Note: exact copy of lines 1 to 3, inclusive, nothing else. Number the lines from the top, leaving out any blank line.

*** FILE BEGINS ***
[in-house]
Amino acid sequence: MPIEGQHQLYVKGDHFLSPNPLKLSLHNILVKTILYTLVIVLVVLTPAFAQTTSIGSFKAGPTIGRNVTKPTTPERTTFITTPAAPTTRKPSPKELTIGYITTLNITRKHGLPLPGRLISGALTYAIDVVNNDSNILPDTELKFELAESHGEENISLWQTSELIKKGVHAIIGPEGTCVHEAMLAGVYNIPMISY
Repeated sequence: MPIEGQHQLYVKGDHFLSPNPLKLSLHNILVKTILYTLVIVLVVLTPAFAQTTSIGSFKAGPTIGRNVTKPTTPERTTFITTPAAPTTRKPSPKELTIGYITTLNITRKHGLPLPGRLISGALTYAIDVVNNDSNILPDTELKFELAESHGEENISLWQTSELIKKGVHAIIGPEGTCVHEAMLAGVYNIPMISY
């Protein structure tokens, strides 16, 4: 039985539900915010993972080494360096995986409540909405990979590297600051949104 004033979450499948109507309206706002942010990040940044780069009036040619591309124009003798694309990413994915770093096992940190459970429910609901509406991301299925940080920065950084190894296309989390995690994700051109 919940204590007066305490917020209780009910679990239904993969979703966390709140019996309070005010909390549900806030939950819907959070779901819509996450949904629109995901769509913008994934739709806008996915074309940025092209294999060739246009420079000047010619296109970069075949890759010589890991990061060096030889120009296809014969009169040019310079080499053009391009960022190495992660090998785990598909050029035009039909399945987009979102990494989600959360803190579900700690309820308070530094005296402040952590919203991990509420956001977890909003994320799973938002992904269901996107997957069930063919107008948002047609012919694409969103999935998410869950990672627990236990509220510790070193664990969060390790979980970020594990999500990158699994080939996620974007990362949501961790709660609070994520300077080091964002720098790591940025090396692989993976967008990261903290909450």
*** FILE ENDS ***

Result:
[in-house]
Amino acid sequence: MPIEGQHQLYVKGDHFLSPNPLKLSLHNILVKTILYTLVIVLVVLTPAFAQTTSIGSFKAGPTIGRNVTKPTTPERTTFITTPAAPTTRKPSPKELTIGYITTLNITRKHGLPLPGRLISGALTYAIDVVNNDSNILPDTELKFELAESHGEENISLWQTSELIKKGVHAIIGPEGTCVHEAMLAGVYNIPMISY
Repeated sequence: MPIEGQHQLYVKGDHFLSPNPLKLSLHNILVKTILYTLVIVLVVLTPAFAQTTSIGSFKAGPTIGRNVTKPTTPERTTFITTPAAPTTRKPSPKELTIGYITTLNITRKHGLPLPGRLISGALTYAIDVVNNDSNILPDTELKFELAESHGEENISLWQTSELIKKGVHAIIGPEGTCVHEAMLAGVYNIPMISY